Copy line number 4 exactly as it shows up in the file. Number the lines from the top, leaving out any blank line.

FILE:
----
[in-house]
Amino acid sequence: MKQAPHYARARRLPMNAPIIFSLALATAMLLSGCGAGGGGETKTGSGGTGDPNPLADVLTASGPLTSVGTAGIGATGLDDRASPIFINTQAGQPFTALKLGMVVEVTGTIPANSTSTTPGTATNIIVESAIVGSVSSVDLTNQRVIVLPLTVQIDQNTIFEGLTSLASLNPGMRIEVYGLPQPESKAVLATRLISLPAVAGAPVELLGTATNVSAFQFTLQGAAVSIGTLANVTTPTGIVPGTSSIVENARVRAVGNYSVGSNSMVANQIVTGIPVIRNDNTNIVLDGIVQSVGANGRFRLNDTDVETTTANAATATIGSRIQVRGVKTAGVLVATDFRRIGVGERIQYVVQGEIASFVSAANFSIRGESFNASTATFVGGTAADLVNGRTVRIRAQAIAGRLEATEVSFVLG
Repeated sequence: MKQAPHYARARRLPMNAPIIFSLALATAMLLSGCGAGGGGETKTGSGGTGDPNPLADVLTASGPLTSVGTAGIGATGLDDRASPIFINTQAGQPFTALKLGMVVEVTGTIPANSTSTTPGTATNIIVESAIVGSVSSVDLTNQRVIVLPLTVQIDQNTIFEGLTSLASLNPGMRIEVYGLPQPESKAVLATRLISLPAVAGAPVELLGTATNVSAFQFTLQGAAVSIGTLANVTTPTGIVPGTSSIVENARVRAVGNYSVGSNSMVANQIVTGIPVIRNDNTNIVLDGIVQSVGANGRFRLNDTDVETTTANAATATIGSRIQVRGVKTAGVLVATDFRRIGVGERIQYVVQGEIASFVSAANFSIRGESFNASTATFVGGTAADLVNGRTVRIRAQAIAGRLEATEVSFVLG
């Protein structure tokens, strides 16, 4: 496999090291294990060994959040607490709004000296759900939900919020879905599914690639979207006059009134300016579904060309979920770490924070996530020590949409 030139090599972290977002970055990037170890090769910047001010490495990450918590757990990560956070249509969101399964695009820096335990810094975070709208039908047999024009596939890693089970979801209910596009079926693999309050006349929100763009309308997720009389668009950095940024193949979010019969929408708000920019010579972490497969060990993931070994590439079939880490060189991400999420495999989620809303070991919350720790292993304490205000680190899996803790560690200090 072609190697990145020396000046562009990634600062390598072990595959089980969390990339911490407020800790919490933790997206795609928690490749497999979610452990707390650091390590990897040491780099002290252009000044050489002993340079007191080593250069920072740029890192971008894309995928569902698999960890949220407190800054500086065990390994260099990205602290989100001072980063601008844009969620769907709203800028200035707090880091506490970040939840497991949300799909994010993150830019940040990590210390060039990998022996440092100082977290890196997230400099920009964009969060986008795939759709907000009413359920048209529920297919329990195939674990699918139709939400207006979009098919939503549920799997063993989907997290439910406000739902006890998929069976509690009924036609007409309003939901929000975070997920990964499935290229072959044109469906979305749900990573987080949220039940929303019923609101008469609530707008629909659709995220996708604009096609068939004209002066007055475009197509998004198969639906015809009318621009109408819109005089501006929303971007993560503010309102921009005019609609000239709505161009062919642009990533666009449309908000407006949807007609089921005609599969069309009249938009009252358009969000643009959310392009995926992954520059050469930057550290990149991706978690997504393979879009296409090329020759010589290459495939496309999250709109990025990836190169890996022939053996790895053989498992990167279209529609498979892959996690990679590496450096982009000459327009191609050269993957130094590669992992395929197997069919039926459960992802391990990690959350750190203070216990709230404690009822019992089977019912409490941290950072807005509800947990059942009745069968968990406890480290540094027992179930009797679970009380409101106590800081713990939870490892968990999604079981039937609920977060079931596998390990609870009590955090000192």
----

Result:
């Protein structure tokens, strides 16, 4: 496999090291294990060994959040607490709004000296759900939900919020879905599914690639979207006059009134300016579904060309979920770490924070996530020590949409 030139090599972290977002970055990037170890090769910047001010490495990450918590757990990560956070249509969101399964695009820096335990810094975070709208039908047999024009596939890693089970979801209910596009079926693999309050006349929100763009309308997720009389668009950095940024193949979010019969929408708000920019010579972490497969060990993931070994590439079939880490060189991400999420495999989620809303070991919350720790292993304490205000680190899996803790560690200090 072609190697990145020396000046562009990634600062390598072990595959089980969390990339911490407020800790919490933790997206795609928690490749497999979610452990707390650091390590990897040491780099002290252009000044050489002993340079007191080593250069920072740029890192971008894309995928569902698999960890949220407190800054500086065990390994260099990205602290989100001072980063601008844009969620769907709203800028200035707090880091506490970040939840497991949300799909994010993150830019940040990590210390060039990998022996440092100082977290890196997230400099920009964009969060986008795939759709907000009413359920048209529920297919329990195939674990699918139709939400207006979009098919939503549920799997063993989907997290439910406000739902006890998929069976509690009924036609007409309003939901929000975070997920990964499935290229072959044109469906979305749900990573987080949220039940929303019923609101008469609530707008629909659709995220996708604009096609068939004209002066007055475009197509998004198969639906015809009318621009109408819109005089501006929303971007993560503010309102921009005019609609000239709505161009062919642009990533666009449309908000407006949807007609089921005609599969069309009249938009009252358009969000643009959310392009995926992954520059050469930057550290990149991706978690997504393979879009296409090329020759010589290459495939496309999250709109990025990836190169890996022939053996790895053989498992990167279209529609498979892959996690990679590496450096982009000459327009191609050269993957130094590669992992395929197997069919039926459960992802391990990690959350750190203070216990709230404690009822019992089977019912409490941290950072807005509800947990059942009745069968968990406890480290540094027992179930009797679970009380409101106590800081713990939870490892968990999604079981039937609920977060079931596998390990609870009590955090000192």